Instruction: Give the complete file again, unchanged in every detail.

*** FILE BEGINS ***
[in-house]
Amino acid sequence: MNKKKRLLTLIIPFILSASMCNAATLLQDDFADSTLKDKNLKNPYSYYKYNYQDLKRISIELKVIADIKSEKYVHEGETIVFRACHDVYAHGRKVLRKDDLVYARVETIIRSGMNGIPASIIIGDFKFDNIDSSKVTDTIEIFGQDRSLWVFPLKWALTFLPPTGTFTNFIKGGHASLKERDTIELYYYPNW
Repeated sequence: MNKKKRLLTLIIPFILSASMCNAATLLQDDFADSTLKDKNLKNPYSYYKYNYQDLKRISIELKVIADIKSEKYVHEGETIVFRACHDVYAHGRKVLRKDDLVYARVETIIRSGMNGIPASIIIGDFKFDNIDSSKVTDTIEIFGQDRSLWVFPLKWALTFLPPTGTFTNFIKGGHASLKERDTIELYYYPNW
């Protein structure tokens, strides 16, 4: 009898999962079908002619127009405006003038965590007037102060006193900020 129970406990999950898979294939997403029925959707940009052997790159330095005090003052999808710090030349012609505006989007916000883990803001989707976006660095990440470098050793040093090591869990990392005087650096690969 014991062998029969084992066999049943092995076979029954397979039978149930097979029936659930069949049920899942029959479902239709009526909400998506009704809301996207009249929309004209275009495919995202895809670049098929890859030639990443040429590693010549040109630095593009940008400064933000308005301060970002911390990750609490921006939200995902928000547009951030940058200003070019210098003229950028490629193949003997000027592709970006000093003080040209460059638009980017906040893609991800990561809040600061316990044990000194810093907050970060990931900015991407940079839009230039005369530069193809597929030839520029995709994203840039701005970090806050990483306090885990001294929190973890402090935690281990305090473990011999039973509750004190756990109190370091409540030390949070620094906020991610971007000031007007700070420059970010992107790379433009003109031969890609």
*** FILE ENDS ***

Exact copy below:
[in-house]
Amino acid sequence: MNKKKRLLTLIIPFILSASMCNAATLLQDDFADSTLKDKNLKNPYSYYKYNYQDLKRISIELKVIADIKSEKYVHEGETIVFRACHDVYAHGRKVLRKDDLVYARVETIIRSGMNGIPASIIIGDFKFDNIDSSKVTDTIEIFGQDRSLWVFPLKWALTFLPPTGTFTNFIKGGHASLKERDTIELYYYPNW
Repeated sequence: MNKKKRLLTLIIPFILSASMCNAATLLQDDFADSTLKDKNLKNPYSYYKYNYQDLKRISIELKVIADIKSEKYVHEGETIVFRACHDVYAHGRKVLRKDDLVYARVETIIRSGMNGIPASIIIGDFKFDNIDSSKVTDTIEIFGQDRSLWVFPLKWALTFLPPTGTFTNFIKGGHASLKERDTIELYYYPNW
């Protein structure tokens, strides 16, 4: 009898999962079908002619127009405006003038965590007037102060006193900020 129970406990999950898979294939997403029925959707940009052997790159330095005090003052999808710090030349012609505006989007916000883990803001989707976006660095990440470098050793040093090591869990990392005087650096690969 014991062998029969084992066999049943092995076979029954397979039978149930097979029936659930069949049920899942029959479902239709009526909400998506009704809301996207009249929309004209275009495919995202895809670049098929890859030639990443040429590693010549040109630095593009940008400064933000308005301060970002911390990750609490921006939200995902928000547009951030940058200003070019210098003229950028490629193949003997000027592709970006000093003080040209460059638009980017906040893609991800990561809040600061316990044990000194810093907050970060990931900015991407940079839009230039005369530069193809597929030839520029995709994203840039701005970090806050990483306090885990001294929190973890402090935690281990305090473990011999039973509750004190756990109190370091409540030390949070620094906020991610971007000031007007700070420059970010992107790379433009003109031969890609």